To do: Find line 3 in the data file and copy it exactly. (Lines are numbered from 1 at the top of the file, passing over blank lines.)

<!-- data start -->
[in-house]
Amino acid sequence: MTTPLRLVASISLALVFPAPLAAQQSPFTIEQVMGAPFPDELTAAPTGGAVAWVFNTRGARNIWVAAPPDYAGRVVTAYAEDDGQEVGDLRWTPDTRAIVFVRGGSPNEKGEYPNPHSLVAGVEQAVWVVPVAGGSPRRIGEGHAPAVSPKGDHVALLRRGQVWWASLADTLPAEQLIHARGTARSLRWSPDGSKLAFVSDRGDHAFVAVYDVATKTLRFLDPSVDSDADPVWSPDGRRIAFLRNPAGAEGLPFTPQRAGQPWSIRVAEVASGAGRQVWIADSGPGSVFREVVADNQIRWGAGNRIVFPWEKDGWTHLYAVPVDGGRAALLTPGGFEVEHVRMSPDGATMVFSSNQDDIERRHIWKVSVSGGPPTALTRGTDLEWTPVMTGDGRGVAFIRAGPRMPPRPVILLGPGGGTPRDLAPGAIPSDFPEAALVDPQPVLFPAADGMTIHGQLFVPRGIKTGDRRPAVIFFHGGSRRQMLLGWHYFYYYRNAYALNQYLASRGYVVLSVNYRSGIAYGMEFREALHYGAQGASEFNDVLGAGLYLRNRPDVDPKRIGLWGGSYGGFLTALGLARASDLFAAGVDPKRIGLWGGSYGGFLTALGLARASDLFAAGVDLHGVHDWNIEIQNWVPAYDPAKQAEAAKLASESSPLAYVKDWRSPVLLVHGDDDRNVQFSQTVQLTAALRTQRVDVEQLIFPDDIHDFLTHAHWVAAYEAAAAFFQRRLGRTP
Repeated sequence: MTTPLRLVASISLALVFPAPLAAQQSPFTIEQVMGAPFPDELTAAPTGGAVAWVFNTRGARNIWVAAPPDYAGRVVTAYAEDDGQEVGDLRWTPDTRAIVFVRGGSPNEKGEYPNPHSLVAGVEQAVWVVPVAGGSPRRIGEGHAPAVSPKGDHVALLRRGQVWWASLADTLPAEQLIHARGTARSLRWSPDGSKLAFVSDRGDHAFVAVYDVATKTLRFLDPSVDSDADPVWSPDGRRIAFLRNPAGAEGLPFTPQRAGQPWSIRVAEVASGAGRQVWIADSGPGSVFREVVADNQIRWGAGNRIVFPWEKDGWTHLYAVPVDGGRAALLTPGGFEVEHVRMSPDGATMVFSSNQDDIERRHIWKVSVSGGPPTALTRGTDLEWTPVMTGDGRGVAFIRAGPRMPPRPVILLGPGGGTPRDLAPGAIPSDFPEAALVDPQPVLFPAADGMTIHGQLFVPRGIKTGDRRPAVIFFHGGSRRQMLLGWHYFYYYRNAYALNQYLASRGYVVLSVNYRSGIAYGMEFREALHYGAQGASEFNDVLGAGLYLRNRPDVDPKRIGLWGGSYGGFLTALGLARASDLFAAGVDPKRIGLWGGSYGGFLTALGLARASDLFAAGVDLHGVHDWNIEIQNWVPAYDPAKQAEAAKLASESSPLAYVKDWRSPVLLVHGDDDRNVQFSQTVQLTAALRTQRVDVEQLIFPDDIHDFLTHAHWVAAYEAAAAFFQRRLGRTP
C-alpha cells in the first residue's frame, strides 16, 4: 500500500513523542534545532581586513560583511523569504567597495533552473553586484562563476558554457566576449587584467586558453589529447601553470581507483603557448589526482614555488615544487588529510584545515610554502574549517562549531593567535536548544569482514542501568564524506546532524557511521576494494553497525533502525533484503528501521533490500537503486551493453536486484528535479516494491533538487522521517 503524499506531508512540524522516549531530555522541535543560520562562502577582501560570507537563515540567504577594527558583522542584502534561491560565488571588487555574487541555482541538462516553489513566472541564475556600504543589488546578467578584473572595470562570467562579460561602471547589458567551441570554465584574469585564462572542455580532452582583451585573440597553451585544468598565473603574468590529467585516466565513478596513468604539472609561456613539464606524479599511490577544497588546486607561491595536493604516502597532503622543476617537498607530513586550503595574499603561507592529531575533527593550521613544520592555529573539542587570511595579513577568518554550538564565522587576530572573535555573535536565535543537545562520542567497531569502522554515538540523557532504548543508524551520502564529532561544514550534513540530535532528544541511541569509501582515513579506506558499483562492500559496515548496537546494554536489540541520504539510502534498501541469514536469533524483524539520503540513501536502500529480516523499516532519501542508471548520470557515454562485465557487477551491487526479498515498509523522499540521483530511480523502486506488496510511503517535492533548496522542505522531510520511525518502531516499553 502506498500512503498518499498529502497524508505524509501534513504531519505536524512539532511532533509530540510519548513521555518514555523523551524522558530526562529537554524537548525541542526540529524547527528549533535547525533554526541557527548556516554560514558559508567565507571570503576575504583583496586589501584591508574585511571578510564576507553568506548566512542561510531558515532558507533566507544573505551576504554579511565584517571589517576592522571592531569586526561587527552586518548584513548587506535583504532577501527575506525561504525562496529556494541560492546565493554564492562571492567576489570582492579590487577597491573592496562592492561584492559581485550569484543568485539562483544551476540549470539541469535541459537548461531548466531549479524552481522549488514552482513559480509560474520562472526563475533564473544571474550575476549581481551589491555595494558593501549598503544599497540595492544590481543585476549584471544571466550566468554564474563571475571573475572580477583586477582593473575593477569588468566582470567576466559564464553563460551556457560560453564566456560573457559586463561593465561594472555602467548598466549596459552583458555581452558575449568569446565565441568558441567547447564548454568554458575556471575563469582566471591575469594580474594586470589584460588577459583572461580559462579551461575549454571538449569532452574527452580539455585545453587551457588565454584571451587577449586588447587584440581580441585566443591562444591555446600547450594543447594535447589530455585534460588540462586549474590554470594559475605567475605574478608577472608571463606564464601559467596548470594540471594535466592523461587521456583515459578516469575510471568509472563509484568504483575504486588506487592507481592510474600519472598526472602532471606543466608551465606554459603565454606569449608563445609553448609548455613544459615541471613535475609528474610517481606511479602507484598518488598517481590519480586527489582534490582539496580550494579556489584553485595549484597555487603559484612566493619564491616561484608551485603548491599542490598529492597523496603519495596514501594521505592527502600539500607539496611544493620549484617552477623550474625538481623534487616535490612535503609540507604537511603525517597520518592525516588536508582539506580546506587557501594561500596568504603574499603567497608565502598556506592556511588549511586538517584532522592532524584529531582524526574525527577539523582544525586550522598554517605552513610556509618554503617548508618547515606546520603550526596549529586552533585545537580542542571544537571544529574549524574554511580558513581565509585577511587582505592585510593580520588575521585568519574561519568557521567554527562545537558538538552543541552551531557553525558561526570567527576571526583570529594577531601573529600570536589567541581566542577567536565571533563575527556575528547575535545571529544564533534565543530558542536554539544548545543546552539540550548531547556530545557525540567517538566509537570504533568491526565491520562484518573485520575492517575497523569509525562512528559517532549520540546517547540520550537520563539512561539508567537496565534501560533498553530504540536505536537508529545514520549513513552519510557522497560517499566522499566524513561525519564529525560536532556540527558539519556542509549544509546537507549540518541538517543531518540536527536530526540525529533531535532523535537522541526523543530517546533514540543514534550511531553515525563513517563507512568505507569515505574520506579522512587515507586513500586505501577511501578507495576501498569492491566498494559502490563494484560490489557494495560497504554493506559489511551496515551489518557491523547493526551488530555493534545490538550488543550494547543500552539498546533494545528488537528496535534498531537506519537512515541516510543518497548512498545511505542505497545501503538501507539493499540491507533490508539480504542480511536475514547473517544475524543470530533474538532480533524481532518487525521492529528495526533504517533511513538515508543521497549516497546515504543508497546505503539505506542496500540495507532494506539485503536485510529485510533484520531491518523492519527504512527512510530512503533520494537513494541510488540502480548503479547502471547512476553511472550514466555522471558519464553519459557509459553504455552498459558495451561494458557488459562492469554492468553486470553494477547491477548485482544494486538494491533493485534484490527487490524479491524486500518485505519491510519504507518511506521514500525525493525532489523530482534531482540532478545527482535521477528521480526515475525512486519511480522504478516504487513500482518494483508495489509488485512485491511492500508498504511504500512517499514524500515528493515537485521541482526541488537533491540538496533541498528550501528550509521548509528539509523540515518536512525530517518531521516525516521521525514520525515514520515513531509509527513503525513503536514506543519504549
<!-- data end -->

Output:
Repeated sequence: MTTPLRLVASISLALVFPAPLAAQQSPFTIEQVMGAPFPDELTAAPTGGAVAWVFNTRGARNIWVAAPPDYAGRVVTAYAEDDGQEVGDLRWTPDTRAIVFVRGGSPNEKGEYPNPHSLVAGVEQAVWVVPVAGGSPRRIGEGHAPAVSPKGDHVALLRRGQVWWASLADTLPAEQLIHARGTARSLRWSPDGSKLAFVSDRGDHAFVAVYDVATKTLRFLDPSVDSDADPVWSPDGRRIAFLRNPAGAEGLPFTPQRAGQPWSIRVAEVASGAGRQVWIADSGPGSVFREVVADNQIRWGAGNRIVFPWEKDGWTHLYAVPVDGGRAALLTPGGFEVEHVRMSPDGATMVFSSNQDDIERRHIWKVSVSGGPPTALTRGTDLEWTPVMTGDGRGVAFIRAGPRMPPRPVILLGPGGGTPRDLAPGAIPSDFPEAALVDPQPVLFPAADGMTIHGQLFVPRGIKTGDRRPAVIFFHGGSRRQMLLGWHYFYYYRNAYALNQYLASRGYVVLSVNYRSGIAYGMEFREALHYGAQGASEFNDVLGAGLYLRNRPDVDPKRIGLWGGSYGGFLTALGLARASDLFAAGVDPKRIGLWGGSYGGFLTALGLARASDLFAAGVDLHGVHDWNIEIQNWVPAYDPAKQAEAAKLASESSPLAYVKDWRSPVLLVHGDDDRNVQFSQTVQLTAALRTQRVDVEQLIFPDDIHDFLTHAHWVAAYEAAAAFFQRRLGRTP